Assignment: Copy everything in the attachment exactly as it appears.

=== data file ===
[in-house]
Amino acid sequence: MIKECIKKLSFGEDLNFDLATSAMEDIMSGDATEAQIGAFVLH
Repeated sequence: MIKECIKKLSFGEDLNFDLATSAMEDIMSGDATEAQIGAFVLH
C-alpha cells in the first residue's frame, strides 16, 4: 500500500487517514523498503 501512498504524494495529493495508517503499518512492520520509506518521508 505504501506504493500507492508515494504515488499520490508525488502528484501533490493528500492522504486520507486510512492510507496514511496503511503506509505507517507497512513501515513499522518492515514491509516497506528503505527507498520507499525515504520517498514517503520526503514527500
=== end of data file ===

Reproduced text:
[in-house]
Amino acid sequence: MIKECIKKLSFGEDLNFDLATSAMEDIMSGDATEAQIGAFVLH
Repeated sequence: MIKECIKKLSFGEDLNFDLATSAMEDIMSGDATEAQIGAFVLH
C-alpha cells in the first residue's frame, strides 16, 4: 500500500487517514523498503 501512498504524494495529493495508517503499518512492520520509506518521508 505504501506504493500507492508515494504515488499520490508525488502528484501533490493528500492522504486520507486510512492510507496514511496503511503506509505507517507497512513501515513499522518492515514491509516497506528503505527507498520507499525515504520517498514517503520526503514527500